32. Bracht AJ, Brudek RL, Ewing RY, Manire CA, Burek KA, Rosa C, Beckmen KB, Maruniak JE, Romero CH: Genetic identification of novel poxviruses of cetaceans and pinnipeds. Arch Virol. 2006, 151: 423-438. 10.1007/s00705-005-0679-6.View ArticlePubMedGoogle Scholar
  33. Ohno Y, Inoshima Y, Maeda K, Ishiguro N: Molecular analysis of parapoxvirus from a spotted seal Phoca largha in Japan. Dis Aquat Organ. 2011, 97: 11-16. 10.3354/dao02405.View ArticlePubMedGoogle Scholar
  34. Tryland M, Klein J, Nordøy ES, Blix AS: Isolation and partial characterization of a parapoxvirus isolated from a skin lesion of a Weddell seal. Virus Res. 2005, 108: 83-87. 10.1016/j.virusres.2004.08.005.View ArticlePubMedGoogle Scholar
  35. Burek KA, Beckmen K, Gelatt T, Fraser W, Bracht AJ, Smolarek KA, Romero CH: Poxvirus infection of Steller sea lions (Eumetopias jubatus) in Alaska. J Wildl Dis. 2005, 41: 745-752. 10.7589/0090-3558-41.4.745.View ArticlePubMedGoogle Scholar
  36. Wilson TM, Poglayen-Neuwall I: Pox in South American sea lions (Otaria byronia). Can J Comp Med. 1971, 35: 174-177.PubMed CentralPubMedGoogle Scholar
  37. Clark C, McIntyre PG, Evans A, McInnes CJ, Lewis-Jones S: Human sealpox resulting from a seal bite: confirmation that sealpox virus is zoonotic. Br J Dermatol. 2005, 152: 791-793. 10.1111/j.1365-2133.2005.06451.x.View ArticlePubMedGoogle Scholar
  38. Pugliares KR, Bogomolni A, Touhey KM, Herzig SM, Harry CT, Moore MJ: Marine mammal necropsy: an introductory guide for stranding responders and field biologists. Woods Hole Oceanog. Inst. Tech. Rept. WHOI-2007-06. 2007Google Scholar
  39. VanDevanter DR, Warrener P, Bennett L, Schultz ER, Coulter S, Garber RL, Rose TM: Detection and analysis of diverse herpesviral species by consensus primer PCR. J Clin Microbiol. 1996, 34: 1666-1671.PubMed CentralPubMedGoogle Scholar
  40. Tamura K, Peterson D, Peterson N, Stecher G, Nei M, Kumar S: MEGA5: molecular evolutionary genetics analysis using maximum likelihood, evolutionary distance, and maximum parsimony methods. Mol Biol Evol. 2011, 28: 2731-2739. 10.1093/molbev/msr121.PubMed CentralView ArticlePubMedGoogle Scholar
  41. Thompson JD, Plewniak F, Poch O: A comprehensive comparison of multiple sequence alignment programs. Nucleic Acids Res. 1999, 27: 2682-2690. 10.1093/nar/27.13.2682.PubMed CentralView ArticlePubMedGoogle Scholar
  42. Ogden TH, Rosenberg MS: Multiple sequence alignment accuracy and phylogenetic inference. Syst Biol. 2006, 55: 314-328. 10.1080/10635150500541730.View ArticlePubMedGoogle Scholar
  43. Pellet P, Roizman B: Herpesviridae: a brief introduction. In Fields Virology.5th edition. Edited by Howley P. Philadelphia: Lippincott; 2007:2480–2499.Google Scholar
  44. Harper GJ: Airborne micro-organisms: survival tests with four viruses. J Hyg. 1961, 59: 479-486. 10.1017/S0022172400039176.PubMed CentralView ArticlePubMedGoogle Scholar
  45. Kennedy-Stoskopf S: Viral diseases. CRC Handbook of Marine Mammal Medicine. Edited by: Dierauf LA, Gulland FMD. 2001, CRC Press, Boca Raton, 285-307. 10.1201/9781420041637.sec3. 2View ArticleGoogle Scholar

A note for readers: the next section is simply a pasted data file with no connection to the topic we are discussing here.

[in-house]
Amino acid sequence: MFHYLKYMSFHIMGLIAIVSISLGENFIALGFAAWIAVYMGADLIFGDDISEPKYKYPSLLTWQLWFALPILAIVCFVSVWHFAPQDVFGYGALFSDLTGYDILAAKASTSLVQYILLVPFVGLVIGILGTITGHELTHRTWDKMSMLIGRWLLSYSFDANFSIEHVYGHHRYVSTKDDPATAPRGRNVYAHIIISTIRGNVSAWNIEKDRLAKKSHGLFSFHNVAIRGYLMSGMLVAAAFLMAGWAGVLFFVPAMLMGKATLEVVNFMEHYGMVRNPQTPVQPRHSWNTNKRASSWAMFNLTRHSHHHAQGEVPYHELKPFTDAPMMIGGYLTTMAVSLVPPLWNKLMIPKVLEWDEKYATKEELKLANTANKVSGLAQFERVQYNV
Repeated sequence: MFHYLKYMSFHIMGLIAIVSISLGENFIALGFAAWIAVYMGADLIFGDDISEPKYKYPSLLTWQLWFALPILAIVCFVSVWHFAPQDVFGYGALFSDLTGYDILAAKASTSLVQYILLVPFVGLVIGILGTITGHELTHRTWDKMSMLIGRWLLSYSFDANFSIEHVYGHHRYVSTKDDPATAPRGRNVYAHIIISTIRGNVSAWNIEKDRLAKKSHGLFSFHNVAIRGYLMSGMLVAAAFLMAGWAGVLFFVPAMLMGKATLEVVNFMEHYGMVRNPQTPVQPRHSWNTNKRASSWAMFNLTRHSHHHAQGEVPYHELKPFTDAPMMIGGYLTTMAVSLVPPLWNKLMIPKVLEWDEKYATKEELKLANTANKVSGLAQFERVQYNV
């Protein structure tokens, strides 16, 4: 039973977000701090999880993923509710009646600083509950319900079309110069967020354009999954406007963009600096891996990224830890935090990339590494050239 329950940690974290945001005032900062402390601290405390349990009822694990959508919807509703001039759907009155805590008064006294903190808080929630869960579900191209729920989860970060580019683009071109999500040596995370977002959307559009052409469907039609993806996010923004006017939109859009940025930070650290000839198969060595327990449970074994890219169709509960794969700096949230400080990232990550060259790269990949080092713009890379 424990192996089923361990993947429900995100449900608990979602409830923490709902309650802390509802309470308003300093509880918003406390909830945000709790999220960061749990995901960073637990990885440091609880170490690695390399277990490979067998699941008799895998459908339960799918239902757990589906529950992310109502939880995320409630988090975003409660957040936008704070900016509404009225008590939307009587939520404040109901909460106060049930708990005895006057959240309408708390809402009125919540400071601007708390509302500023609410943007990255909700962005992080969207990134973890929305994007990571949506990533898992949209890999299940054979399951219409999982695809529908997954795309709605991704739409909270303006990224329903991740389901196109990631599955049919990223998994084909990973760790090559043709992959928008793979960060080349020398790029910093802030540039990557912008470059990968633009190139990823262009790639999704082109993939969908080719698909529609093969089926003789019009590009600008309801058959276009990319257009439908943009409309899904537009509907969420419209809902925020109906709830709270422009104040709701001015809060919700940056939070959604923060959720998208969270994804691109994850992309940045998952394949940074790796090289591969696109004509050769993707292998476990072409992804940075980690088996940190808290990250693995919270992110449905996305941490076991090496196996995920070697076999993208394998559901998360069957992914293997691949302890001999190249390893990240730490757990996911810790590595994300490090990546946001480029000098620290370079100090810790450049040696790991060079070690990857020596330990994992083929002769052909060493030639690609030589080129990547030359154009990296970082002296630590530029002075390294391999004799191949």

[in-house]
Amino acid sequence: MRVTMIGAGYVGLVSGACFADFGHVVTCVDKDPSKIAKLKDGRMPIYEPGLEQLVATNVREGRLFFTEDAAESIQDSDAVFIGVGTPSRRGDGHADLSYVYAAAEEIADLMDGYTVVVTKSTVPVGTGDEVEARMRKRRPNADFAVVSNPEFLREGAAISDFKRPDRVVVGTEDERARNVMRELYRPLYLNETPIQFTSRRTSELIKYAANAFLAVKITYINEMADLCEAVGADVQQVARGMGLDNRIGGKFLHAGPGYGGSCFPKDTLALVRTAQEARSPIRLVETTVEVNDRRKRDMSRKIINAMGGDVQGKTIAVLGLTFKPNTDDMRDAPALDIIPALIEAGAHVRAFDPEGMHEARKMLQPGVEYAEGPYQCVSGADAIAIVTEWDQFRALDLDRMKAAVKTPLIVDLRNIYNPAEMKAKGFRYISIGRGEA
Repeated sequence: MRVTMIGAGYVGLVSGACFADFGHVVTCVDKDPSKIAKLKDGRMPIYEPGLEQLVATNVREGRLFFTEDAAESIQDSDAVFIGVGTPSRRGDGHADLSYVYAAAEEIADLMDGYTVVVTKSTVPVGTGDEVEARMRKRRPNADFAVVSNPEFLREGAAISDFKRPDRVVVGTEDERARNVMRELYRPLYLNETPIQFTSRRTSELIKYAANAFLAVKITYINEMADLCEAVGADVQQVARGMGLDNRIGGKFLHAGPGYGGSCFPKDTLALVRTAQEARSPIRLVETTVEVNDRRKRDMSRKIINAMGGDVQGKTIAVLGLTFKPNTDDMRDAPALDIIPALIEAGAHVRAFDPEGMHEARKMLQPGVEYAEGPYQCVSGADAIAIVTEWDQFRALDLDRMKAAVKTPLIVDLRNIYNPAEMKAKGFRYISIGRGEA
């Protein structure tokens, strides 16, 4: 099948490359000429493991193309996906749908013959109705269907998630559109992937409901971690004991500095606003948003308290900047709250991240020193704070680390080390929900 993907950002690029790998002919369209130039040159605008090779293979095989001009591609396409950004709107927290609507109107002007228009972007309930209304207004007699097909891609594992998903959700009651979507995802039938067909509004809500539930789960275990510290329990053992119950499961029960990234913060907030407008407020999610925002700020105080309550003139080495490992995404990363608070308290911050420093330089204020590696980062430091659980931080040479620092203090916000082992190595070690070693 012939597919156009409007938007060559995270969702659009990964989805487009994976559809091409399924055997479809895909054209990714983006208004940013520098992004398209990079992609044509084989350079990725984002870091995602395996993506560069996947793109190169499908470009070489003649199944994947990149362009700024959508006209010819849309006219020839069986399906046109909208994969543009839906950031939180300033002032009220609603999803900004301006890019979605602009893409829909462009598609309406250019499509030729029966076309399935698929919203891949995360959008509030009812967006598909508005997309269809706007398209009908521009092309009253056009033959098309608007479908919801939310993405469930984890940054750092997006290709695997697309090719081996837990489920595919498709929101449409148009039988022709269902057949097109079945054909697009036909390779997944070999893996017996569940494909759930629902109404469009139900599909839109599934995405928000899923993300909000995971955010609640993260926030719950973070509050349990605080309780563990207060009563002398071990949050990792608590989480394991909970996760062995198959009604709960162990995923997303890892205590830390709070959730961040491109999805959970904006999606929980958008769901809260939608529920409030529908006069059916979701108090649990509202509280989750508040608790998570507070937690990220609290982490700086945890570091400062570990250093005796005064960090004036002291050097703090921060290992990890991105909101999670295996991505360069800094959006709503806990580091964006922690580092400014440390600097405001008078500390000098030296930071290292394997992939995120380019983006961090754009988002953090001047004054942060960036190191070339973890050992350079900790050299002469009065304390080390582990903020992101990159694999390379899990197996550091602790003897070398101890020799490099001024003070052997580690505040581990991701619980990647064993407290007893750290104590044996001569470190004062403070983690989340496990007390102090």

46. Wood JP, Choi YW, Wendling MQ, Rogers JV, Chappie DJ: Environmental persistence of vaccinia virus on materials. Lett Appl Microbiol. 2013, 57: 399-404. 10.1111/lam.12126.View ArticlePubMedGoogle Scholar
  47. Reid SM, King DP, Shaw AE, Knowles NJ, Hutchings GH, Cooper EJ, Smith AW, Ferris NP: Development of a real-time reverse transcription polymerase chain reaction assay for detection of marine caliciviruses (genus Vesivirus). J Virol Methods. 2007, 140: 166-173. 10.1016/j.jviromet.2006.11.010.View ArticlePubMedGoogle Scholar
  48. Schuh JC, Bielefeldt Ohmann H, Babiuk LA, Doige CE: Bovine herpesvirus-1-induced pharyngeal tonsil lesions in neonatal and weanling calves. J Comp Pathol. 1992, 106: 243-253. 10.1016/0021-9975(92)90053-W.View ArticlePubMedGoogle Scholar
  49. Winkler MT, Doster A, Jones C: Persistence and reactivation of bovine herpesvirus 1 in the tonsils of latently infected calves. J Virol. 2000, 74: 5337-5346. 10.1128/JVI.74.11.5337-5346.2000.PubMed CentralView ArticlePubMedGoogle Scholar
  50. Caswell JL, Williams KJ: Respiratory system. In Jubb, Kennedy and Palmer’sn Pathology of Domestic Animals. 5th edition. Edited by Maxie MG. Philadelphia: Elsevier; 2007:523–653.Google Scholar

Copyright

© Melero et al.; licensee BioMed Central. 2014

This article is published under license to BioMed Central Ltd. This is an Open Access article distributed under the terms of the Creative Commons Attribution License (http://creativecommons.org/licenses/by/4.0), which permits unrestricted use, distribution, and reproduction in any medium, provided the original work is properly credited. The Creative Commons Public Domain Dedication waiver (http://creativecommons.org/publicdomain/zero/1.0/) applies to the data made available in this article, unless otherwise stated.

Advertisement